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November 10, 2023
The challenges of navigating drones in tough weather conditions and various terrains are many, especially during periods of darkness, fog, or rain, when visibility is minimal. However, a recent collaboration between NTT and The University of Tokyo has produced a groundbreaking solution: the development of millimeter-wave RFID tags tailored for enhancing drone navigation.
Radio Frequency Identification (RFID) is a tried-and-tested method that uses radio waves to automatically identify and track objects. Fundamentally, it involves transmitting data from a tag, often attached to an object, to a reading device, which then interprets this data for its designated purpose.
What makes millimeter-wave RFID different from traditional RFIDs? The answer lies in its operational frequency range, which spans from 30GHz to 300GHz and offers a number of benefits. Firstly, it can transmit data at phenomenal rates, accommodating applications that demand quick data exchanges. Moreover, its heightened directionality allows for exceptionally precise location tracking, while its ability to penetrate certain materials opens up many potential usage opportunities. The compact nature of the antennas required for the frequency further ensures that the tags are small and convenient.
Incorporating such tags into drones has clear advantages, the primary one being significant improvements in navigation precision. Even when faced with adverse weather conditions, the tags remain largely impervious, unlike systems dependent on visible light. Think of a sensor network, constructed from advanced tags, constantly monitoring and gauging the environment from the sky, even in areas that had always been challenging to access, such as maritime zones or regions impacted by natural disasters. The potential advancements in weather predictions and disaster responses are immeasurable.
The need for such innovations is further heightened by the current environmental context. As the world struggles with the escalating consequences of global warming and climate change, the need for a resilient society has never been more urgent. Drones, representing the next frontier in aerial mobility, are anticipated to play a pivotal role in the change we need. The recent revisions to the Japanese Aviation Law in December 2022 have already cleared the path for drones to operate autonomously in populated zones. Their adaptability and versatility, spanning functions from comprehensive environmental surveys to intricate logistics operations, promise an age of efficient disaster relief mechanisms and enhanced meteorological insights.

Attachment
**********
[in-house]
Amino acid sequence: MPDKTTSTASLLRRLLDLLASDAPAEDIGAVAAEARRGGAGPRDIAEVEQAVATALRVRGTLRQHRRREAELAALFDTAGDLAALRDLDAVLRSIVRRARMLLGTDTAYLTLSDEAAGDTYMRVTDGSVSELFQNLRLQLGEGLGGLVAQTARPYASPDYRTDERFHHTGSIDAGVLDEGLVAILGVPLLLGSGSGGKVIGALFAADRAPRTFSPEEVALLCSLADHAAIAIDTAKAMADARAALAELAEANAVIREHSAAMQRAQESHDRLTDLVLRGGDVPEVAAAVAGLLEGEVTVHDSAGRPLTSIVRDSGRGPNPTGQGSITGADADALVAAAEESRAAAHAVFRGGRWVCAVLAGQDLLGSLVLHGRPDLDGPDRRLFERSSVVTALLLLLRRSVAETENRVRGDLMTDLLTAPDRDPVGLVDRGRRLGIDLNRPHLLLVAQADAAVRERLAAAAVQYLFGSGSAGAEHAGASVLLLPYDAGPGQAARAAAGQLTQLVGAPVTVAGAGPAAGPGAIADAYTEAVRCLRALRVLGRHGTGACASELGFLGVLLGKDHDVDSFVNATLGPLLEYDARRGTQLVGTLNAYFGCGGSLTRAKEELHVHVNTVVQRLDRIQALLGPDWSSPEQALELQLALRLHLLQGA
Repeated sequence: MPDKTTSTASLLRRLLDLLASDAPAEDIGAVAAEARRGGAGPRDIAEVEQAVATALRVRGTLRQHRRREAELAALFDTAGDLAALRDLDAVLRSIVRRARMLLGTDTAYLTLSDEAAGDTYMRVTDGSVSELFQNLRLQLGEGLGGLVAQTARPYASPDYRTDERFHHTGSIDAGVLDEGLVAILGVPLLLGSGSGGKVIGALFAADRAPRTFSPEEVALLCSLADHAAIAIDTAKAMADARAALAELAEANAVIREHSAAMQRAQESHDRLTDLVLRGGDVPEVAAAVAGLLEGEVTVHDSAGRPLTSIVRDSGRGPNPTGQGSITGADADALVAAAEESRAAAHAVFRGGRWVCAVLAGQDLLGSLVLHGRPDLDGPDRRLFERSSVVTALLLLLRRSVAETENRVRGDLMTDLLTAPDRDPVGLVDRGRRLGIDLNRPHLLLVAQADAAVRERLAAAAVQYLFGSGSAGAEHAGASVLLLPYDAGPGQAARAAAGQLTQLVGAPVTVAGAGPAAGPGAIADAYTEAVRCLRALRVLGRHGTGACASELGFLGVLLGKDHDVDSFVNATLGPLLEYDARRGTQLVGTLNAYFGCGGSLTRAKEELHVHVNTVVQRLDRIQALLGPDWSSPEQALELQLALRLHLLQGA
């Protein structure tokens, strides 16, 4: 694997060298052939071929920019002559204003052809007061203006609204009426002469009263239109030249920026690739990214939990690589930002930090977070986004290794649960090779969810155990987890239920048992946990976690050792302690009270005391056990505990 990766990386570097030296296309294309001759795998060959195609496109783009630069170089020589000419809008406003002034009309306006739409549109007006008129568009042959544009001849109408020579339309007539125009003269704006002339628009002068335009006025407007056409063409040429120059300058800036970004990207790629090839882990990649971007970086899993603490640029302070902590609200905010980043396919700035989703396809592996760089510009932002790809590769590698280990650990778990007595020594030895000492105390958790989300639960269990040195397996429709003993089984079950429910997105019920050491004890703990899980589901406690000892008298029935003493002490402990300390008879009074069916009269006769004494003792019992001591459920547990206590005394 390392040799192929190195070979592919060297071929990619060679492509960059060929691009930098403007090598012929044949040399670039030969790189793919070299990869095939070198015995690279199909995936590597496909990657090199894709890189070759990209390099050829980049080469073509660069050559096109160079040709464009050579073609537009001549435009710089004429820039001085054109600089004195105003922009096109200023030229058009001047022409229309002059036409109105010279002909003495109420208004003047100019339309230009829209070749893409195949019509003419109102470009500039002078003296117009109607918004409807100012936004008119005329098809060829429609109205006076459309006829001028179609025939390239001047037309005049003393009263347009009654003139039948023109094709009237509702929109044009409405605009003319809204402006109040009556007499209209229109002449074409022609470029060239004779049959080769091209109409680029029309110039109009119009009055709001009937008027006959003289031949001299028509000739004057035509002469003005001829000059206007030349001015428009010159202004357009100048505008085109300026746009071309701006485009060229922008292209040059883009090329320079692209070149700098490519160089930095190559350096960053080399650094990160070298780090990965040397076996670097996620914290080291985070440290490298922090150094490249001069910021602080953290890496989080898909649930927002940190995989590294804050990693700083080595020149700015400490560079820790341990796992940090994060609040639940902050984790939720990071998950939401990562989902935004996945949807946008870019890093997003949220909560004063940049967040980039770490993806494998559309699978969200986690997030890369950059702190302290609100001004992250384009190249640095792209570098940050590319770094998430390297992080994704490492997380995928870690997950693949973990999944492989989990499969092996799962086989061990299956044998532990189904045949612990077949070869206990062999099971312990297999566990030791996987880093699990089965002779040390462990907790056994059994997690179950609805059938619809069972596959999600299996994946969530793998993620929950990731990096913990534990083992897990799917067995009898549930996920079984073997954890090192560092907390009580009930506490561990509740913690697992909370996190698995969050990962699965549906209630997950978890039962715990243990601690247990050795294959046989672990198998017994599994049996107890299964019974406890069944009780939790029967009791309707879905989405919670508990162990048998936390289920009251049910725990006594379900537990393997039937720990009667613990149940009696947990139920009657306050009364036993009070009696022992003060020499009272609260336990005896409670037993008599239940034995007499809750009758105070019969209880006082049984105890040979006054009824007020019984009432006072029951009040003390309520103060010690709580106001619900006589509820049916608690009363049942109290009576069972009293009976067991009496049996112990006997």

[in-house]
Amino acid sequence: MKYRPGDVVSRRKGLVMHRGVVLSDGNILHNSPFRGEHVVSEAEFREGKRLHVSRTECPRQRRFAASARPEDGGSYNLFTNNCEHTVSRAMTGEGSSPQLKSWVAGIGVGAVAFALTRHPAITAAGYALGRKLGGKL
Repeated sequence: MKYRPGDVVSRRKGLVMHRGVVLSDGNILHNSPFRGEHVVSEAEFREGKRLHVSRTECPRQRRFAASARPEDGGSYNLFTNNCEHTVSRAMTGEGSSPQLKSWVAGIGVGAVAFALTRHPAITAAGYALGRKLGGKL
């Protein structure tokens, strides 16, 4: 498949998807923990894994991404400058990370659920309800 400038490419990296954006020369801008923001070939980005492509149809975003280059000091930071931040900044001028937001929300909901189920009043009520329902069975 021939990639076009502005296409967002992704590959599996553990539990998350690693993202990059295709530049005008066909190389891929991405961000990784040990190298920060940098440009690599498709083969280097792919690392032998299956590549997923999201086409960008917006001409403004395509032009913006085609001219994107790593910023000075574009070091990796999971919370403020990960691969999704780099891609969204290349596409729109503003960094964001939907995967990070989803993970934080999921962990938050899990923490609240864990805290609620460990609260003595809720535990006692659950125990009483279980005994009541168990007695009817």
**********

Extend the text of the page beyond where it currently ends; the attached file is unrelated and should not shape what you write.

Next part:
At this point, it is necessary to look at the limitations of traditional drone navigation systems. Currently, most unmanned drone operations heavily depend on camera-based image recognition. While effective under optimal conditions, their efficacy drops during challenging visibility conditions and underscores the need for refining drone navigation mechanisms, ensuring they remain consistent and safe across diverse scenarios.
That's where millimeter-wave RFID tags come in. Not only are they battery-less, but they are also designed to be readable from far away, making them compatible with drone-operated compact millimeter-wave radars. While there have been prior attempts to enhance drone navigation, this technology's resilience during poor visibility and its versatility in locations where traditional setups fail set it apart.
Addressing the existing challenges tied to millimeter-wave RFID technology, especially those related to reading scope and performance, required a fresh approach. Both NTT and The University of Tokyo were ready for the challenge. While NTT took the lead in refining the signal processing approach for the radars, The University of Tokyo focused on the intricate design strategies of the RFID tags.
Looking ahead, the horizons for this pioneering technology are wide. The promise of drones operating autonomously, irrespective of the harshness of their environment, promises a future of enhanced disaster responses and detailed marine observations. Future uses could span diverse sectors, taking in areas such as logistics and healthcare. However they will be used in the future, the overall vision remains clear: the construction of a state-of-the-art aerial sensor network, fortified with a wide array of IoT sensors, ensuring optimal data collection even in the most unexplored regions. By fortifying the 4D digital framework, NTT is bringing the world closer to the resilient society it needs.
NTT--Innovating the Future of Communication
Daniel O'Connor joined the NTT Group in 1999 when he began work as the Public Relations Manager of NTT Europe. While in London, he liaised with the local press, created the company's intranet site, wrote technical copy for industry magazines and managed exhibition stands from initial design to finished displays.
Later seconded to the headquarters of NTT Communications in Tokyo, he contributed to the company's first-ever winning of global telecoms awards and the digitalisation of internal company information exchange.
Since 2015 Daniel has created content for the Group's Global Leadership Institute, the One NTT Network and is currently working with NTT R&D teams to grow public understanding of the cutting-edge research undertaken by the NTT Group.
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